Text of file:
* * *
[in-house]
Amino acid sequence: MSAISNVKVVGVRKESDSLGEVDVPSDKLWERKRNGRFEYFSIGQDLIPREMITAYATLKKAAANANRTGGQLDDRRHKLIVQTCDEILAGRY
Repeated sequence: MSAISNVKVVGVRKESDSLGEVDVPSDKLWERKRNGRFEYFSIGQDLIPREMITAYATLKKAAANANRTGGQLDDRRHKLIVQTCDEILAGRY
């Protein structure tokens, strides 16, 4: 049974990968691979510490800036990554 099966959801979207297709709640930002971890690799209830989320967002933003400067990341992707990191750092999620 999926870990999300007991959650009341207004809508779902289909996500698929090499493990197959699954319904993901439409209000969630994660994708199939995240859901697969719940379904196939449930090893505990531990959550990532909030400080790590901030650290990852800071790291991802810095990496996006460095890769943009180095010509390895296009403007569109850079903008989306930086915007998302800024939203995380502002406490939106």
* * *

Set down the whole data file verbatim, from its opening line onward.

[in-house]
Amino acid sequence: MSAISNVKVVGVRKESDSLGEVDVPSDKLWERKRNGRFEYFSIGQDLIPREMITAYATLKKAAANANRTGGQLDDRRHKLIVQTCDEILAGRY
Repeated sequence: MSAISNVKVVGVRKESDSLGEVDVPSDKLWERKRNGRFEYFSIGQDLIPREMITAYATLKKAAANANRTGGQLDDRRHKLIVQTCDEILAGRY
């Protein structure tokens, strides 16, 4: 049974990968691979510490800036990554 099966959801979207297709709640930002971890690799209830989320967002933003400067990341992707990191750092999620 999926870990999300007991959650009341207004809508779902289909996500698929090499493990197959699954319904993901439409209000969630994660994708199939995240859901697969719940379904196939449930090893505990531990959550990532909030400080790590901030650290990852800071790291991802810095990496996006460095890769943009180095010509390895296009403007569109850079903008989306930086915007998302800024939203995380502002406490939106």